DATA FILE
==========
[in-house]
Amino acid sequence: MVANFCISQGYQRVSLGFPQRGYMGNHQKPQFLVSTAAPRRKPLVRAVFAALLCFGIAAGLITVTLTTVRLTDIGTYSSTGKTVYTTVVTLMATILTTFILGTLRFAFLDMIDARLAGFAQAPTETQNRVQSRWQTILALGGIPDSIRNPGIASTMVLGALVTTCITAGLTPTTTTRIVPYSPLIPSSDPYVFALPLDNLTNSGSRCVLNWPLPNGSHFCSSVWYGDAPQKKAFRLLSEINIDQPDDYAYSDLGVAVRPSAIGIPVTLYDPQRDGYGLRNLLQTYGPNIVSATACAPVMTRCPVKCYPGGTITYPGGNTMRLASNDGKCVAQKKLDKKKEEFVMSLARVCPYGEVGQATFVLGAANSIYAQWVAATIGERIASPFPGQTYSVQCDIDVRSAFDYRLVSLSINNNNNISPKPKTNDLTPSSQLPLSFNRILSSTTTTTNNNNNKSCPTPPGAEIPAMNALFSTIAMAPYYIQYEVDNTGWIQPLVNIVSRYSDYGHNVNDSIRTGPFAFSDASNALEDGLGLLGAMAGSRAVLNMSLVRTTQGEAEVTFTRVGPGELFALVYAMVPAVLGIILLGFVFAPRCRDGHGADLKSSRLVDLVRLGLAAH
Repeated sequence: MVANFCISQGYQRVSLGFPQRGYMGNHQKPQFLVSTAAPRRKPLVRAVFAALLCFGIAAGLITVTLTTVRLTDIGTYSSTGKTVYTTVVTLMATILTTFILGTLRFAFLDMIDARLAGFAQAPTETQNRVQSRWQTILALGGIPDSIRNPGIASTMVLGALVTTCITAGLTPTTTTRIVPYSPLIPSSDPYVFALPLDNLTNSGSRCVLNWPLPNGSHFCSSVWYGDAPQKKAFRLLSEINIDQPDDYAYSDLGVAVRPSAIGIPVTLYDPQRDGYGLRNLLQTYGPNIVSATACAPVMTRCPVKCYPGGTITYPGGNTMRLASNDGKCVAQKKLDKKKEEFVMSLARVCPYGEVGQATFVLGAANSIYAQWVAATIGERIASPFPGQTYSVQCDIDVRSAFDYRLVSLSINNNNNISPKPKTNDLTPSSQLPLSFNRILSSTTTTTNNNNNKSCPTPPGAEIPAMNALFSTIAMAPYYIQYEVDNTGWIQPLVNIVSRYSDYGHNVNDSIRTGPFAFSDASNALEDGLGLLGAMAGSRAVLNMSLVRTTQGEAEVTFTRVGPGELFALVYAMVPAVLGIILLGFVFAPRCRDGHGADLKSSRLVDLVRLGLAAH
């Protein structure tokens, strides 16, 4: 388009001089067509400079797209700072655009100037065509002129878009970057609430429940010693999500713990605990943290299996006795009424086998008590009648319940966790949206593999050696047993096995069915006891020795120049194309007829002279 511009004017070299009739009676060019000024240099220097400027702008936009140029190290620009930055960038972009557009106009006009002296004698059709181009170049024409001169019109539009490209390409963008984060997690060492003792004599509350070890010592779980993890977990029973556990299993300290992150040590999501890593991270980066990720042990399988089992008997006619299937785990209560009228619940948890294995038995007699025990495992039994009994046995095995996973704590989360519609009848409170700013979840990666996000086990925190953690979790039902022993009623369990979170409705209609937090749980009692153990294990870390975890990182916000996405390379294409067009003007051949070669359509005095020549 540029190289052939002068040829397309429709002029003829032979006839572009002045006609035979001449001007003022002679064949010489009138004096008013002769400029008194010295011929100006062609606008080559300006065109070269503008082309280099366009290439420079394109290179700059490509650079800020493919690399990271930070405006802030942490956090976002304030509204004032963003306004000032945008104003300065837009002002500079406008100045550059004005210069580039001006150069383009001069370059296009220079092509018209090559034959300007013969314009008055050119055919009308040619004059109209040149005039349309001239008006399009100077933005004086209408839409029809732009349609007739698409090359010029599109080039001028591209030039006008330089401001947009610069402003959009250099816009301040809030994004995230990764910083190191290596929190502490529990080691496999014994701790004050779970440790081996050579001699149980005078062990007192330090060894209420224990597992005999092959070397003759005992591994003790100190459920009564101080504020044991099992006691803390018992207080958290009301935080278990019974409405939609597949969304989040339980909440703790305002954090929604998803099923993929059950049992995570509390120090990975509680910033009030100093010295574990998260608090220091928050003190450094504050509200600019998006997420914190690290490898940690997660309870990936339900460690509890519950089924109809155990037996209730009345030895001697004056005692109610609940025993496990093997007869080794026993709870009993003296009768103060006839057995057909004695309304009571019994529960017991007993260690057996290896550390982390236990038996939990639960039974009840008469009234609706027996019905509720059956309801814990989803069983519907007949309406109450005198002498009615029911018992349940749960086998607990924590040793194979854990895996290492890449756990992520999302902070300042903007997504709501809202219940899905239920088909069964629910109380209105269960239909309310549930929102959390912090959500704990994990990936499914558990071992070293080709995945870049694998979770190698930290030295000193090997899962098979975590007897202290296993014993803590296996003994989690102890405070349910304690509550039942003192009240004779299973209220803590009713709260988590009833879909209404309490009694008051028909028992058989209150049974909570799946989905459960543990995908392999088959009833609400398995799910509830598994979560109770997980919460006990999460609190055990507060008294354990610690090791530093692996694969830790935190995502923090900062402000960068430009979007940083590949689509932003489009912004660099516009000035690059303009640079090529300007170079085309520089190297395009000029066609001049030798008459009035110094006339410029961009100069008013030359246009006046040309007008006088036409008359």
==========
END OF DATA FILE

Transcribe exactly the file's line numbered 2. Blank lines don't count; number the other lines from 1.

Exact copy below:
Amino acid sequence: MVANFCISQGYQRVSLGFPQRGYMGNHQKPQFLVSTAAPRRKPLVRAVFAALLCFGIAAGLITVTLTTVRLTDIGTYSSTGKTVYTTVVTLMATILTTFILGTLRFAFLDMIDARLAGFAQAPTETQNRVQSRWQTILALGGIPDSIRNPGIASTMVLGALVTTCITAGLTPTTTTRIVPYSPLIPSSDPYVFALPLDNLTNSGSRCVLNWPLPNGSHFCSSVWYGDAPQKKAFRLLSEINIDQPDDYAYSDLGVAVRPSAIGIPVTLYDPQRDGYGLRNLLQTYGPNIVSATACAPVMTRCPVKCYPGGTITYPGGNTMRLASNDGKCVAQKKLDKKKEEFVMSLARVCPYGEVGQATFVLGAANSIYAQWVAATIGERIASPFPGQTYSVQCDIDVRSAFDYRLVSLSINNNNNISPKPKTNDLTPSSQLPLSFNRILSSTTTTTNNNNNKSCPTPPGAEIPAMNALFSTIAMAPYYIQYEVDNTGWIQPLVNIVSRYSDYGHNVNDSIRTGPFAFSDASNALEDGLGLLGAMAGSRAVLNMSLVRTTQGEAEVTFTRVGPGELFALVYAMVPAVLGIILLGFVFAPRCRDGHGADLKSSRLVDLVRLGLAAH